Sidewalk Traffic, written and directed by Anthony L. Fisher

Synopsis: When Declan, a 30 year old husband and new father is squeezed out of a promotion, he finds himself wracked by internal crises, including career envy, bitterness over bad breaks and the still-lingering fallout from the suicide of his former creative partner. Searching for salvation, Declan surrenders to the role of stay-at-home dad, and is forced to face his demons while pushing strollers, changing diapers and heating up bottles all the while working to resurrect his dreams.
Starring Johnny Hopkins, Erin Darke, Heather Matarazzo, Samm Levine, Dave Hill, Tom Shillue, and Kurt Loder.

“Sidewalk Traffic” will screen the Garden State Film Festival on Sunday March 22 at 12p in Atlantic City, NJ.

Visit the film’s website:

Posted in Front Page

Snowpiercer, directed by Bong Joon-ho

Posted in Front Page

Katja Loher’s “Bang Bang!”

Whimsically psychedelic, Katja Loher’s “Bang Bang!” offers up a colorful investigation upon man’s interaction with his ecological environment. The elongated space of the C24 Gallery houses what is a seemingly cold empty space, but with popping manifestations of scattered globes upon the ceiling, we’re warmed by constant moving projections of videography. At first glance, one simply assumes the interchanging colors rotating into words (like “Bang Bang!” or “Why” or “Hope”) are some sort of Photoshop rendering, but at a closer look, we see the words form by individuals dressed in monochromatic leotards shape-shifting their bodies into swift movements indiscernible by the untrained eye. Although, perhaps what’s most fascinating, intriguing, and unique about Loher’s work are the glass globes that encase her small video installations.

While some glasses remain open at the top for us to peer into, others close at the top, hinting at a delicacy that acts as subtle and breakable protection. The bulging imperfections of the glass (some are not holistically round, but rather protrude out mimicking the formation of a bubble), obscure our view of the video and make us rethink what we’re looking at. The “roundness” (if I could call it that) Loher gives to her video art, changes previous perceptions and classic renderings we have about how video is projected and how we consume it. On top of that, it’s a political statement about the ecological world she’s commenting on. Perhaps, it is man who lives in a bubble, not realizing the dire need to in fact, preserve, for example, the world of bees (check out the documentary by Markus Imhoof More Than Honey for a great in depth analysis of the world’s reliance on bees).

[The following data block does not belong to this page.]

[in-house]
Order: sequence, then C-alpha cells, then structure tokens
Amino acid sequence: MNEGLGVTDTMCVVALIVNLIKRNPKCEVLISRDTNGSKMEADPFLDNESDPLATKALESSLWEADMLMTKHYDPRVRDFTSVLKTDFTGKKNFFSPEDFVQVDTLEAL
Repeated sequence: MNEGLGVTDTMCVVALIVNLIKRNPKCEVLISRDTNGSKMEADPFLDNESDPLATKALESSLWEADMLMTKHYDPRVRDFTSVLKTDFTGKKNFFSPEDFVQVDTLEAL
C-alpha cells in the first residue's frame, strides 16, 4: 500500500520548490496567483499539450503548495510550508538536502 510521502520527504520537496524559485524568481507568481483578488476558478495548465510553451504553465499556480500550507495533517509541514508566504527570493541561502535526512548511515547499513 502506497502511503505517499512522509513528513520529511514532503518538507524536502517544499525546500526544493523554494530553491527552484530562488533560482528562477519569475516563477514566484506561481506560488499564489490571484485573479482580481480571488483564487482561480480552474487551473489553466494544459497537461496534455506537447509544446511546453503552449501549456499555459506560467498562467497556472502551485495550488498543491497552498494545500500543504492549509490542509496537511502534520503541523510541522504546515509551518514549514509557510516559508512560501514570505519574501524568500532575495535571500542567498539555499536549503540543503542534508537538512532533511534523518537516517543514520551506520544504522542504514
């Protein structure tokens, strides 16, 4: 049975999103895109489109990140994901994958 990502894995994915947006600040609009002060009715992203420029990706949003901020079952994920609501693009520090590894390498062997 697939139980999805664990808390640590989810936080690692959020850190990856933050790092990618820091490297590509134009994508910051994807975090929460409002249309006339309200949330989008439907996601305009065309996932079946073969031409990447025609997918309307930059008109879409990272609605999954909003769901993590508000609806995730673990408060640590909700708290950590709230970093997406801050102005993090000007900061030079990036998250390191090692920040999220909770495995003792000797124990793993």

There is one great moment in her films that showcases a man trying to escape from a box filled with styrofoam peanuts. As a light-hearted fairy-esque gaming sound motif plays lightly in the backdrop of the gallery, we can only think of the irony of man’s struggle. Much of what we thrive off of would not exist in reality were it not for the much-avoided land of honey bees, bats, butterflies, and hummingbirds, that she displays for us in this world of fantasy. She places each upon their own respective “gaming” device in a juxtaposed room. Man’s game with his environment may look alarmingly bright and cheerful in Loher’s world, but it is, at best, her way of commenting through mixed media, performance art, video art, and blown-glass that we should step out of our own dream worlds, as colorful and perfect as they may be, and question, as the ever-changing human bodies do, “Why?”.

Although “Bang Bang!” is no longer on display at the C24 Gallery, please take a look at Loher’s work at:

Review written by Bebe Nodjomi (

Posted in Film Reviews, etc.

Iran: A Memory, written and directed by Bebe Nodjomi

Bebe Nodjomi ‘s Iran: A Memory is a found footage, experimental, performative documentary currently featured on the website for the Farhang Foundation 6th Annual Short Film Festival (

Oscillating between New York and Iran, Nodjomi searches for the meaning of home and identity through her father’s documentation of Iran, reflecting on the past that she otherwise could not remember were it not for the medium of film.